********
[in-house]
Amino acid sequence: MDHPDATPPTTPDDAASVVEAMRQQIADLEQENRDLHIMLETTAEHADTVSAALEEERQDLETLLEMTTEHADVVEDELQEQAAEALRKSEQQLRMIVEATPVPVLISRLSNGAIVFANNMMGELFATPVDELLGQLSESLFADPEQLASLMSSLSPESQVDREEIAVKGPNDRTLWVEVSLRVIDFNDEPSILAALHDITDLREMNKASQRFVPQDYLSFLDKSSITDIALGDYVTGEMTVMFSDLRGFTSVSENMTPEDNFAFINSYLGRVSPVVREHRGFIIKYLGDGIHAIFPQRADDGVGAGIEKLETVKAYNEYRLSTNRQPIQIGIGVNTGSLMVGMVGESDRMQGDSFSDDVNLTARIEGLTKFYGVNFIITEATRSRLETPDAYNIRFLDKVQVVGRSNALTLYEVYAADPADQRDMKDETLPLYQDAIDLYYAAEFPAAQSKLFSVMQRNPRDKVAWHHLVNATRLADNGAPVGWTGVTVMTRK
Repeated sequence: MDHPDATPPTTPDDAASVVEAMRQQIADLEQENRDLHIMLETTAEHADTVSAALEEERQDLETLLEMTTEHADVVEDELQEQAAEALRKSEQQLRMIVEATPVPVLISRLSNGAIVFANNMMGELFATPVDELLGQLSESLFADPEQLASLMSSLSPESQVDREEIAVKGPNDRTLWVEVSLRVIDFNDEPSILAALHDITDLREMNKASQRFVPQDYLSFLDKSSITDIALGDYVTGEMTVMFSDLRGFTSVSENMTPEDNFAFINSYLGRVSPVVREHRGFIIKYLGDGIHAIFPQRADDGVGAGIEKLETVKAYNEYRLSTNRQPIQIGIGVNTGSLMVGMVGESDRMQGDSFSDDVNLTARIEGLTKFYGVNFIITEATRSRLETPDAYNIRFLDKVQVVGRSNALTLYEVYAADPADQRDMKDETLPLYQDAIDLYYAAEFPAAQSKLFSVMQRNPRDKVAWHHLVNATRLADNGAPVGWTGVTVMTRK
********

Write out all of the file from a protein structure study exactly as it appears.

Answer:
[in-house]
Amino acid sequence: MDHPDATPPTTPDDAASVVEAMRQQIADLEQENRDLHIMLETTAEHADTVSAALEEERQDLETLLEMTTEHADVVEDELQEQAAEALRKSEQQLRMIVEATPVPVLISRLSNGAIVFANNMMGELFATPVDELLGQLSESLFADPEQLASLMSSLSPESQVDREEIAVKGPNDRTLWVEVSLRVIDFNDEPSILAALHDITDLREMNKASQRFVPQDYLSFLDKSSITDIALGDYVTGEMTVMFSDLRGFTSVSENMTPEDNFAFINSYLGRVSPVVREHRGFIIKYLGDGIHAIFPQRADDGVGAGIEKLETVKAYNEYRLSTNRQPIQIGIGVNTGSLMVGMVGESDRMQGDSFSDDVNLTARIEGLTKFYGVNFIITEATRSRLETPDAYNIRFLDKVQVVGRSNALTLYEVYAADPADQRDMKDETLPLYQDAIDLYYAAEFPAAQSKLFSVMQRNPRDKVAWHHLVNATRLADNGAPVGWTGVTVMTRK
Repeated sequence: MDHPDATPPTTPDDAASVVEAMRQQIADLEQENRDLHIMLETTAEHADTVSAALEEERQDLETLLEMTTEHADVVEDELQEQAAEALRKSEQQLRMIVEATPVPVLISRLSNGAIVFANNMMGELFATPVDELLGQLSESLFADPEQLASLMSSLSPESQVDREEIAVKGPNDRTLWVEVSLRVIDFNDEPSILAALHDITDLREMNKASQRFVPQDYLSFLDKSSITDIALGDYVTGEMTVMFSDLRGFTSVSENMTPEDNFAFINSYLGRVSPVVREHRGFIIKYLGDGIHAIFPQRADDGVGAGIEKLETVKAYNEYRLSTNRQPIQIGIGVNTGSLMVGMVGESDRMQGDSFSDDVNLTARIEGLTKFYGVNFIITEATRSRLETPDAYNIRFLDKVQVVGRSNALTLYEVYAADPADQRDMKDETLPLYQDAIDLYYAAEFPAAQSKLFSVMQRNPRDKVAWHHLVNATRLADNGAPVGWTGVTVMTRK